Meghan, the Duchess of Sussex, says it has been difficult behind the scenes coping with the intense heat of the media spotlight, particularly while pregnant and after giving birth to baby Archie earlier this year.

In a new ITV documentary interview filmed during Prince Harry and Meghan’s widely praised tour of Africa in late September, she revealed some of her private struggles.

"Not many people have asked if I’m OK. But it’s a very real thing to be going through behind the scenes," she said.

When asked if it would be fair to say she was "not really OK, it’s really been a struggle," Markle responded: "Yes."

Meghan, who married Harry in May 2018 and gave birth to their son this past May, has been under unrelenting -- and often negative -- media and public scrutiny, especially in the U.K., and amid a very public spat with her estranged father and siblings.

The public backlash included criticism over their privacy around Archie’s birth, godparents, and christening, as well as criticism over making some royal faux pas, the couple’s informality, and abandoning royal protocol. Even shutting their own car door has made headlines. Earlier this month, Meghan took legal action and sued the Mail on Sunday for publishing a handwritten letter she sent to her father.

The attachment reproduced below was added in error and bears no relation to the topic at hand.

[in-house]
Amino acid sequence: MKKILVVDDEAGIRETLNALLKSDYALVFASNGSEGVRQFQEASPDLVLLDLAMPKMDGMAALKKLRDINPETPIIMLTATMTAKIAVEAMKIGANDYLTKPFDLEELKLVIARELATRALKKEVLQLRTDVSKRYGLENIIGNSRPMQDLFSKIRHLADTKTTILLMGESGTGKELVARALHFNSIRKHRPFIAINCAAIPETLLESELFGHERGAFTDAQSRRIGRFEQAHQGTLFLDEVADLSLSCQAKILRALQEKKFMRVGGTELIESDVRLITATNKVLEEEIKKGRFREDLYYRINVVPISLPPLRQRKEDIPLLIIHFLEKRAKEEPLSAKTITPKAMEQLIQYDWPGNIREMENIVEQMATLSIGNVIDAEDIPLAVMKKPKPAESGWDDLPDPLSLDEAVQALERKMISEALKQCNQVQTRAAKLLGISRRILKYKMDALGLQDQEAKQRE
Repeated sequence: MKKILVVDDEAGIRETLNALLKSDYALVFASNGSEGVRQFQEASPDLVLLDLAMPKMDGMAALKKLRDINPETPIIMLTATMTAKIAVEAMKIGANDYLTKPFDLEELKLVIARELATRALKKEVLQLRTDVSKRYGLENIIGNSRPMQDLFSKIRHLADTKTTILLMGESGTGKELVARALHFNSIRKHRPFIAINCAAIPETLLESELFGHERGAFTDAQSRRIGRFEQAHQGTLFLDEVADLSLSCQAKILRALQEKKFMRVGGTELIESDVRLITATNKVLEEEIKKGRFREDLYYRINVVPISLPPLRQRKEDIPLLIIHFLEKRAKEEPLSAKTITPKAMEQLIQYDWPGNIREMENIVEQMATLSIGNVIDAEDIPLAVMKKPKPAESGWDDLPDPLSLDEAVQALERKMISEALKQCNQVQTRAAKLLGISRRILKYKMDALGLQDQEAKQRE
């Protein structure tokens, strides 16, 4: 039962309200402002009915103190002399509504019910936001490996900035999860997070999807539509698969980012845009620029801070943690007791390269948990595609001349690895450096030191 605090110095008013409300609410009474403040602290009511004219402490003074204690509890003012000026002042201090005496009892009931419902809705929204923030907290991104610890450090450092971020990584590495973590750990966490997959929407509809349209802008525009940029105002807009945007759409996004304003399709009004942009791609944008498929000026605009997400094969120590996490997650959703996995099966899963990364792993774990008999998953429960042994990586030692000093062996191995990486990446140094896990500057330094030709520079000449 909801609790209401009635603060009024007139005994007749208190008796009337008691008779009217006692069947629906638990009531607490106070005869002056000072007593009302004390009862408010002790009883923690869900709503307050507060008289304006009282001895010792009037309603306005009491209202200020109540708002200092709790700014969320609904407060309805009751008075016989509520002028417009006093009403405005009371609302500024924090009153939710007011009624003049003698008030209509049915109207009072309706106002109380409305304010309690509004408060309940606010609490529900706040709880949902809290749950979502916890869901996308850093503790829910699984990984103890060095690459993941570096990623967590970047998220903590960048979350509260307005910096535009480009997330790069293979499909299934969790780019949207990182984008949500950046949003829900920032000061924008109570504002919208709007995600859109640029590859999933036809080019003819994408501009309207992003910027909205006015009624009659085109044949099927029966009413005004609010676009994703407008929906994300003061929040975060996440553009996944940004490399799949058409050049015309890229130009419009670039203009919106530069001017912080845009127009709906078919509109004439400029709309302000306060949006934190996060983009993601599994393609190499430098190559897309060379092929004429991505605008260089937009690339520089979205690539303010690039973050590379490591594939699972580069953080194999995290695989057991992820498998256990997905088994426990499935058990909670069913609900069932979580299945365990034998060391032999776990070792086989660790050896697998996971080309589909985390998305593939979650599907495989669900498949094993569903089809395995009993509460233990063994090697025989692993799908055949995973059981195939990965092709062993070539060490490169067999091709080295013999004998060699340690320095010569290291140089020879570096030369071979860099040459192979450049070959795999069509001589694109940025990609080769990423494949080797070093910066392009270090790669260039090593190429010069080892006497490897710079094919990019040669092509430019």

"Look, any woman -- especially when they’re pregnant -- you're really vulnerable and so that was made really challenging, and then when you have a newborn, you know?" she said, when asked what the impact of the pressure has been on her mental and physical health.

"Especially as a woman, it’s really… it’s a lot. You add this on top of just trying to be a new mom, or trying to be a newlywed," she said, adding, "And also thank you for asking. Because not many people have asked if I’m OK."

Meghan’s comments come after Harry opened up for the same documentary, which is set to air on ITV this Sunday, about the death of his mother Princess Diana in 1997. He called it "a wound that festers."

"I think being part of this family, in this role, in this job, every single time I see a camera, every single time I hear a click, every single time I see a flash, it takes me straight back," he said.

"In that respect, it's the worst reminder of her life as opposed to the best."

Harry was 12 when his mother was killed in a car crash during a paparazzi chase.

Earlier in October, Harry issued a scathing and deeply personal statement against the tabloid press in which he drew comparisons between the "ruthless" coverage of Meghan and his mother and said the behaviour was "bullying" and that it "destroys people and destroys lives."

"Because my deepest fear is history repeating itself. I’ve seen what happens when someone I love is commoditised to the point that they are no longer treated or seen as a real person," he said. 

"I lost my mother and now I watch my wife falling victim to the same powerful forces."